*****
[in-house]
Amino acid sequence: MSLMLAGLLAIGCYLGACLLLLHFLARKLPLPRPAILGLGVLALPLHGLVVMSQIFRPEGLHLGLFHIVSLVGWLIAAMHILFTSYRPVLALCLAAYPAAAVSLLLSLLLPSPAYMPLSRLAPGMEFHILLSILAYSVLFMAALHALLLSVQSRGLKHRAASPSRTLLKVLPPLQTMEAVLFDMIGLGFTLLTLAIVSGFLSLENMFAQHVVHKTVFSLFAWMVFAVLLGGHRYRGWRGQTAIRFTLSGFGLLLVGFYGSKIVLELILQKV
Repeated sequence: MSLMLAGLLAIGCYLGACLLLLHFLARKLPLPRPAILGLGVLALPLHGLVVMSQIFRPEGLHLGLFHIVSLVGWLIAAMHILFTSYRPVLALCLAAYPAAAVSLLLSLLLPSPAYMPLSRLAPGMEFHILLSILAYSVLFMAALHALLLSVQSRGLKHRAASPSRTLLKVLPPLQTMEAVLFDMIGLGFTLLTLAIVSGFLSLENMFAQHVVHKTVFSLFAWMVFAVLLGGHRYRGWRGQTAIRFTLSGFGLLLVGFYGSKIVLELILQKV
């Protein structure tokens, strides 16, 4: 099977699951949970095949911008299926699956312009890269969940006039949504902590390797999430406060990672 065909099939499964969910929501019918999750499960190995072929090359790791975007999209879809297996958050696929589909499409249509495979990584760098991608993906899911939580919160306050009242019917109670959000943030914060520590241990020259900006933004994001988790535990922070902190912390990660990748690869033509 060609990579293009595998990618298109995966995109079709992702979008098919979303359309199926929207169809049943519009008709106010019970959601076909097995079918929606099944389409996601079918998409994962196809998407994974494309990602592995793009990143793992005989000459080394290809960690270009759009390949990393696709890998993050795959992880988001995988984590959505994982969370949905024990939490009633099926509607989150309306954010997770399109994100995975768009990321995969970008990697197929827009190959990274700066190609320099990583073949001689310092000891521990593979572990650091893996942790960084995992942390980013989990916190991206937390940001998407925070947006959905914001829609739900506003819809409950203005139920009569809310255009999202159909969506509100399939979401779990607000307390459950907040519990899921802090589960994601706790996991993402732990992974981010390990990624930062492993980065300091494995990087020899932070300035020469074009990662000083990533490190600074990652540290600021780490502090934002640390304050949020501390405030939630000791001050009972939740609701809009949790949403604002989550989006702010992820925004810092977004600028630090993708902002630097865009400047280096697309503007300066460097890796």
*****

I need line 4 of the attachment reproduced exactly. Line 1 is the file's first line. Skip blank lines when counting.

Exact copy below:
């Protein structure tokens, strides 16, 4: 099977699951949970095949911008299926699956312009890269969940006039949504902590390797999430406060990672 065909099939499964969910929501019918999750499960190995072929090359790791975007999209879809297996958050696929589909499409249509495979990584760098991608993906899911939580919160306050009242019917109670959000943030914060520590241990020259900006933004994001988790535990922070902190912390990660990748690869033509 060609990579293009595998990618298109995966995109079709992702979008098919979303359309199926929207169809049943519009008709106010019970959601076909097995079918929606099944389409996601079918998409994962196809998407994974494309990602592995793009990143793992005989000459080394290809960690270009759009390949990393696709890998993050795959992880988001995988984590959505994982969370949905024990939490009633099926509607989150309306954010997770399109994100995975768009990321995969970008990697197929827009190959990274700066190609320099990583073949001689310092000891521990593979572990650091893996942790960084995992942390980013989990916190991206937390940001998407925070947006959905914001829609739900506003819809409950203005139920009569809310255009999202159909969506509100399939979401779990607000307390459950907040519990899921802090589960994601706790996991993402732990992974981010390990990624930062492993980065300091494995990087020899932070300035020469074009990662000083990533490190600074990652540290600021780490502090934002640390304050949020501390405030939630000791001050009972939740609701809009949790949403604002989550989006702010992820925004810092977004600028630090993708902002630097865009400047280096697309503007300066460097890796």